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A ship believed to have been carrying about 150 people trying to reach Australia to seek political asylum sank on Wednesday in the seas south of Indonesia, Australian officials said, the second major naval accident in less than a week involving asylum seekers in the same area.

The announcement by the Australian Customs and Border Protection Service that it had received a fresh distress call comes just days after Australia said it was abandoning the search for survivors of the previous wreck, a rickety fishing boat that capsized under rough conditions. As many as 90 people are believed dead from last week’s incident. Both ships sank roughly halfway to the remote Australian territory of Christmas Island, which is a popular port of call for boats carrying asylum seekers, who often brave the journey in aging and overcrowded boats.

“Australian government agencies are currently responding to reports of a second vessel in distress approximately 107 nautical miles, or just under 200 kilometers, north of Christmas Island and about 100 nautical miles, or around 185 kilometers, south of Indonesia,” the border protection service said in a news release.

“Initial reports are that up to 150 people may be on board,” it added. “Two merchant vessels are currently on the scene.”

The episodes are the latest in a long line of boat disasters involving asylum seekers desperate to reach Australia’s shores, where they are able to seek refugee status. In December 2010, an estimated 48 people died when their boat broke apart against Christmas Island’s rocky coast in front of horrified onlookers. In December of last year roughly 200 asylum seekers were believed to have died after their overcrowded ship sank off Java.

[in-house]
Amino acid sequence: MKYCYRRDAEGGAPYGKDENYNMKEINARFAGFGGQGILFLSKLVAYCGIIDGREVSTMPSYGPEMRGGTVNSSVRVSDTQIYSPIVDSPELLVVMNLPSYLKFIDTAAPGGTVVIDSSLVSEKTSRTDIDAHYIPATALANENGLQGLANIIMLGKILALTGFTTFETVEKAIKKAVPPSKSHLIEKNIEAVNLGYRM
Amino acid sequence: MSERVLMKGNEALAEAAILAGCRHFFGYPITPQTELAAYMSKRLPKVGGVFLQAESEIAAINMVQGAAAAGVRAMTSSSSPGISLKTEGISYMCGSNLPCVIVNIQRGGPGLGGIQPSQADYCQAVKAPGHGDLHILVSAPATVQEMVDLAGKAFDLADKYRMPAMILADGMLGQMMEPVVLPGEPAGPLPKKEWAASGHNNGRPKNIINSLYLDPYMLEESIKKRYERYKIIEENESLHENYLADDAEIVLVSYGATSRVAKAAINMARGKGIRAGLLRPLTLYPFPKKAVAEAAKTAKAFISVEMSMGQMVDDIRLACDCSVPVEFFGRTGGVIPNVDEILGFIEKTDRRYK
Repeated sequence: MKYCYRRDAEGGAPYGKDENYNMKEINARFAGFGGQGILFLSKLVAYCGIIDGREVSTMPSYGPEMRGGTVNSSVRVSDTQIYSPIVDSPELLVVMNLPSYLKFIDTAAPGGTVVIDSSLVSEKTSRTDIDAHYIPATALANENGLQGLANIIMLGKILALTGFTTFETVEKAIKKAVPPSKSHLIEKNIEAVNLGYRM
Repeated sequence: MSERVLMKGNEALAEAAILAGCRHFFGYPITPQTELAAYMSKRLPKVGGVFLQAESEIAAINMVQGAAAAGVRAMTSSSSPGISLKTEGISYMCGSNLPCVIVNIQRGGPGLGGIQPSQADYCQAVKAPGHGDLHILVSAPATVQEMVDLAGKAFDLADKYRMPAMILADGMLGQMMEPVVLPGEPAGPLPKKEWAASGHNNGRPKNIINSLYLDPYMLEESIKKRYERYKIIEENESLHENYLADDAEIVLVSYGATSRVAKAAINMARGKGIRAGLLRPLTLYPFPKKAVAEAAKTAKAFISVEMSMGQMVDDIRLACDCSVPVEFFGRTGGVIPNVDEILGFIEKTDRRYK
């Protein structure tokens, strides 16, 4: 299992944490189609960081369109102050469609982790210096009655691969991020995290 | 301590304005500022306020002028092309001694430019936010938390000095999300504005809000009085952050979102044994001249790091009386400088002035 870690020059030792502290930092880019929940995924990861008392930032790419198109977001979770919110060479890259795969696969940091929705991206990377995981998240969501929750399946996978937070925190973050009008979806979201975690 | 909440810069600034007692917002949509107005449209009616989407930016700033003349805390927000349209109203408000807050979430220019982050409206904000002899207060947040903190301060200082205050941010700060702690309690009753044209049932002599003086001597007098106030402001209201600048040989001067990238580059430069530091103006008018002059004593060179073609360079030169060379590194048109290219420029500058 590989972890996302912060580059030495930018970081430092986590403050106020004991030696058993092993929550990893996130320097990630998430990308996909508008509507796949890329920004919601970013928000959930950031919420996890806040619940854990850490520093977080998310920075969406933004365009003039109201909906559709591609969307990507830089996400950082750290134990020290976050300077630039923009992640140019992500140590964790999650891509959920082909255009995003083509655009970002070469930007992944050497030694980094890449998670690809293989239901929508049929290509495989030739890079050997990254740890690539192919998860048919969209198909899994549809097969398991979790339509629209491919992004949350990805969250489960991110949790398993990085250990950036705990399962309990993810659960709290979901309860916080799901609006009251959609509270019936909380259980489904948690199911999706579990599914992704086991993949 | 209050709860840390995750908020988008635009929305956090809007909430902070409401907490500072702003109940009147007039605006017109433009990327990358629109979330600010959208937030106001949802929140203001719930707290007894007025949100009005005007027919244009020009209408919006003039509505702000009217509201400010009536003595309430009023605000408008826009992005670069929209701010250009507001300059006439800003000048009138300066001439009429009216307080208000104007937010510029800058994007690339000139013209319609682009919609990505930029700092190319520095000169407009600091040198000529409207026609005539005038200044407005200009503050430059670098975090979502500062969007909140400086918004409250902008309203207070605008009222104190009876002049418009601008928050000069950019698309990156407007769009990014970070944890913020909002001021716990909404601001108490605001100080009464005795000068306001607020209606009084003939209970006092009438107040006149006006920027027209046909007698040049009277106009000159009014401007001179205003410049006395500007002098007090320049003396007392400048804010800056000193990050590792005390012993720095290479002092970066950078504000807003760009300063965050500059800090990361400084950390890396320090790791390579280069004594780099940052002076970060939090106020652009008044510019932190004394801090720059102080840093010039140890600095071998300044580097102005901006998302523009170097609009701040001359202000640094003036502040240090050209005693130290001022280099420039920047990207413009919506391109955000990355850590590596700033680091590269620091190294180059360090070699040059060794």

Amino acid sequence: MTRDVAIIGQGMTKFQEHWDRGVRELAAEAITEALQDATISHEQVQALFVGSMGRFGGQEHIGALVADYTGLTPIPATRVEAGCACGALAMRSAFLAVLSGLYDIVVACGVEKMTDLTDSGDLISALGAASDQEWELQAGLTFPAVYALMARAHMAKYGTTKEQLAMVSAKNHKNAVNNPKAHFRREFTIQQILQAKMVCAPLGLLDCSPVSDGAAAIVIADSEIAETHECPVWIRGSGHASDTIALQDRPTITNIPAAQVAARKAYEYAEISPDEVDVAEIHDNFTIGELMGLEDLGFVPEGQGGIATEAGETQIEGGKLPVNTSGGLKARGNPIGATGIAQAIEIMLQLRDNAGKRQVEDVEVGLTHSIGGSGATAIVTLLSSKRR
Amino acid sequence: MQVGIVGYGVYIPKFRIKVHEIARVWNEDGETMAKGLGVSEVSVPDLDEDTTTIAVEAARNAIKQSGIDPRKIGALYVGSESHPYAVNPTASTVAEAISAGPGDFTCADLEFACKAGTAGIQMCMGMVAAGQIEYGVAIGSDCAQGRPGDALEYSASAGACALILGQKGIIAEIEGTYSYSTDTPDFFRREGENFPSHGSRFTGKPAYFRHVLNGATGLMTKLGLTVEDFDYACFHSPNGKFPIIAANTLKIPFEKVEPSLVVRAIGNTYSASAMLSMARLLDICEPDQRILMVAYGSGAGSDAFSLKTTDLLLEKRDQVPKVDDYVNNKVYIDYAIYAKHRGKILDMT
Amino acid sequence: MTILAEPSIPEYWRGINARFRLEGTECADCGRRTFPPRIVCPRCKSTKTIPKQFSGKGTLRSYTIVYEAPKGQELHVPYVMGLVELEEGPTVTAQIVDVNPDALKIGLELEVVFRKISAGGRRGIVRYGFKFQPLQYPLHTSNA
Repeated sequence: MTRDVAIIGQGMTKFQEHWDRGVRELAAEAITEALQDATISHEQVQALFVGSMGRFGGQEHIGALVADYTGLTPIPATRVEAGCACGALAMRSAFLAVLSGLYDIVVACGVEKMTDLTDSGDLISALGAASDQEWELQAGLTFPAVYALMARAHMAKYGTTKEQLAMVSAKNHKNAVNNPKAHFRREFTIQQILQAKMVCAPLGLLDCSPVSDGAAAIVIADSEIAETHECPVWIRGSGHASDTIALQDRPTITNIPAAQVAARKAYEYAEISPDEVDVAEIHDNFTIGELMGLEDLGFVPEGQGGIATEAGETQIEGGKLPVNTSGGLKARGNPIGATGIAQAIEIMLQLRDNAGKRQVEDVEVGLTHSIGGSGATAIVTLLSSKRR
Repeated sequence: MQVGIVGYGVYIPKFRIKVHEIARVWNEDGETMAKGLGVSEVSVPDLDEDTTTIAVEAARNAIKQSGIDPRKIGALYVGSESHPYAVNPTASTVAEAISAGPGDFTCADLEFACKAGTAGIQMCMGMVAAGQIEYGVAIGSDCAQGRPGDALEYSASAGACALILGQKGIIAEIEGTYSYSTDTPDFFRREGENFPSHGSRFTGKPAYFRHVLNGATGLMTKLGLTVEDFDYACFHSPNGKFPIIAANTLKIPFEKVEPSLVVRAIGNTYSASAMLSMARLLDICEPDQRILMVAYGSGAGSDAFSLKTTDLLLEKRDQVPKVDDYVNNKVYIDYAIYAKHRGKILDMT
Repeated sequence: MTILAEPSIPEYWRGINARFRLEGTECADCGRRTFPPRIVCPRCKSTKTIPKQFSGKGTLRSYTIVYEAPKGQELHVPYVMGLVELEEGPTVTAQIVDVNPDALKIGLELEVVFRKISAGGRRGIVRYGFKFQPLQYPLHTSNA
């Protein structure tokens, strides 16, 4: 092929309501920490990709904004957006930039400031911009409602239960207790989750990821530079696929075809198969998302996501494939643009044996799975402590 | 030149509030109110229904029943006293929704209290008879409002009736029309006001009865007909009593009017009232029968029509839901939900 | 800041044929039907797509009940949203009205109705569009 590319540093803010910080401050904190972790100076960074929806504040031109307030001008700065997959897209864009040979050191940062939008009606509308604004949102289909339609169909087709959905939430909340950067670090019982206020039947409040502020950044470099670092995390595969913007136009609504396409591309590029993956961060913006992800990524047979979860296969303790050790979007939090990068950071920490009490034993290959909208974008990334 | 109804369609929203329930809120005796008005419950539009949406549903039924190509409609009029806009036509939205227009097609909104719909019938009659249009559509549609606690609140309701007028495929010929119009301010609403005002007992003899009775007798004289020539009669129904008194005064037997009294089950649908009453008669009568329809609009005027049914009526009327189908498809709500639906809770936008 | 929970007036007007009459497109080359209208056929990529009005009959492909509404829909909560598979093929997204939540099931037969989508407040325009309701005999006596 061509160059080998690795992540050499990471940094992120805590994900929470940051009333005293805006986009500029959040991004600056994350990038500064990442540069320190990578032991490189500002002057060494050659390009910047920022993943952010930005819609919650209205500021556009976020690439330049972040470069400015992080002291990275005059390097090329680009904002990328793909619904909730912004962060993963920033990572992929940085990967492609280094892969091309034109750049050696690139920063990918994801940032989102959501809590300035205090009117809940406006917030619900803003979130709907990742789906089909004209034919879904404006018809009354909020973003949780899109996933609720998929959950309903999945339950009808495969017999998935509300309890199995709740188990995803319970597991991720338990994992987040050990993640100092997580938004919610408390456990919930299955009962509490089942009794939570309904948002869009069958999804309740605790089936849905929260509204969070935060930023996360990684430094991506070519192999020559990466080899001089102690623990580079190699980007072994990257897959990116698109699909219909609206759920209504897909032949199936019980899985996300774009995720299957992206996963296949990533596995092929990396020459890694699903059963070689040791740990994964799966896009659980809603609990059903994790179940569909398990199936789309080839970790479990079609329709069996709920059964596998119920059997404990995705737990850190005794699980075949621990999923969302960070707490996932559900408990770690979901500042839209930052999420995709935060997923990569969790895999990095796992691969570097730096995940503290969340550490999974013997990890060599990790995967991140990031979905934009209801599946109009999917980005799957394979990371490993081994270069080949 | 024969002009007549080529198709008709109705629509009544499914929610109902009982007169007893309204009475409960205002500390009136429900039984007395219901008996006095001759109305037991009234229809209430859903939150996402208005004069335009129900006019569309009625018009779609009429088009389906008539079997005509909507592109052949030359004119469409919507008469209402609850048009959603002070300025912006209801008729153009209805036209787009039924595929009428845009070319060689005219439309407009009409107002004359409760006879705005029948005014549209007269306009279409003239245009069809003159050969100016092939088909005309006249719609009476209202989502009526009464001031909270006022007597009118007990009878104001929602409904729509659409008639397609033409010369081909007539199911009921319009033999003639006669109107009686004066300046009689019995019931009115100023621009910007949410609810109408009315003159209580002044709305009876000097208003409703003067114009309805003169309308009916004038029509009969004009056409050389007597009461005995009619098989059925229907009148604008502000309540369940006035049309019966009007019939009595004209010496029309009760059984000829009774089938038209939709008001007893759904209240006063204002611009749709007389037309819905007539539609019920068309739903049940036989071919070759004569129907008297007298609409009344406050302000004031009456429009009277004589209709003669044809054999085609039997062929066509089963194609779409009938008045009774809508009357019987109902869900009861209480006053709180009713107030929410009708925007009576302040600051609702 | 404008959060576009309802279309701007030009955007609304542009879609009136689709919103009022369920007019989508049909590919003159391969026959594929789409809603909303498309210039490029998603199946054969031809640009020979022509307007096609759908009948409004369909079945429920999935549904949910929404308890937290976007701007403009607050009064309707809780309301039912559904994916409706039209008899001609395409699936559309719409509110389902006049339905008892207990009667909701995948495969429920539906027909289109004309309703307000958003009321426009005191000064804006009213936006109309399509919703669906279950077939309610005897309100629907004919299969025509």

Australia has struggled for years to construct a framework to deter asylum seekers risking their lives in this manner. Under Prime Minister John Howard of the Liberal Party, they were sent to nearby island nations for lengthy processing, but that so-called Pacific Solution was abandoned when Kevin Rudd of the Labor Party became prime minister in 2007. The current prime minister, Julia Gillard, also of Labor, succeeded Mr. Rudd and inherited from him a significant increase in the number of boat arrivals. Her plan to ship them to Malaysia for processing was rejected by the High Court last year, and efforts to reach a compromise deal with the opposition Liberal-National coalition have broken down.

NY Times

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